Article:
The more fuel efficient 840i, the high performance M8 and the 4-door variants were added by the following year.

The 2019 models also have more complaints compared to the later model years of the second gen 8-Series.

  • The 2019 BMW 8-Series had a total of 6 complaints on the NHTSA website

One common issue among early second gen 8-Series owners is when the low coolant warning occasionally pops up.

“So was gonna take the m850 out to do some errands yesterday and when I got in the car and started her up I got an error message which popped up saying that I had low coolant level and to take it in to nearest dealer and don’t drive it or it could cause damage to engine. My car is a 2019 with only about 3500 miles on it.”

The coolant loss is considered normal though, and is caused by coolant getting absorbed by the engine’s different seals and rubber gaskets. To get rid of the coolant warning, simply top up the coolant reservoir.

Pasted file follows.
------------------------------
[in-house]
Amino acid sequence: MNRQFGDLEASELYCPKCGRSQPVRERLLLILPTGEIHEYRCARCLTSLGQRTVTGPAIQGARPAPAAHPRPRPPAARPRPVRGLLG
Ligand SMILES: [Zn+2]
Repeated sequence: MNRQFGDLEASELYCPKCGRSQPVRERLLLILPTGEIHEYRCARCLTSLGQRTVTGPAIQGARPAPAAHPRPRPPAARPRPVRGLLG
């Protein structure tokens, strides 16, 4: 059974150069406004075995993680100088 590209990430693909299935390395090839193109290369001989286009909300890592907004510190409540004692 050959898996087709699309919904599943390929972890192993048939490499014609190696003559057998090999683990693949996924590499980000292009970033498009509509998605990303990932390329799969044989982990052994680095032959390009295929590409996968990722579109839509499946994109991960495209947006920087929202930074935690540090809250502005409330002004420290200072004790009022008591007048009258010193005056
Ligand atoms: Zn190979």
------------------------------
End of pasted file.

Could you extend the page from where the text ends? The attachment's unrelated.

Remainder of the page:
Uneven tire wear and constant squealing from the brakes are also common concerns for the second gen 8-Series.

“On my M850i, a front S007 had corded on the far inner shoulder with less than 9k miles. Treadwear indicators are useless, as this failure occurs way out at the sidewall edge. Like a previous poster, I felt the inner edges on my fronts with my bare hands and was rewarded with a few torn steel belt abrasions.”

Common problems:

  • Low coolant warning
  • Coolant leaks
  • Oil leaks
  • Tire wear
  • Brake squeal
  • Oil consumption

1991 BMW 8-Series

The 1991 8-Series being the oldest model year is likely to need a lot more time and expense to get everything working properly.

These early examples still use a lot of electronics that were cutting edge at the time, but can have easily worn out by now.

  • The 1991 BMW 8-Series had a total of 10 complaints on the NHTSA website

Random electrical issues and drivability problems caused by a faulty electronic throttle are common problems in these early models.

 “1991 850i automatic, EML light with no codes from Peake reader. I have 125,000 miles on the car and EML came on about 3 minutes after my daily commute started (in the 850). Went into (I think) limp home. I shut the car off for about a minute, restarted and it ran smooth for 30 seconds and then EML/limp home.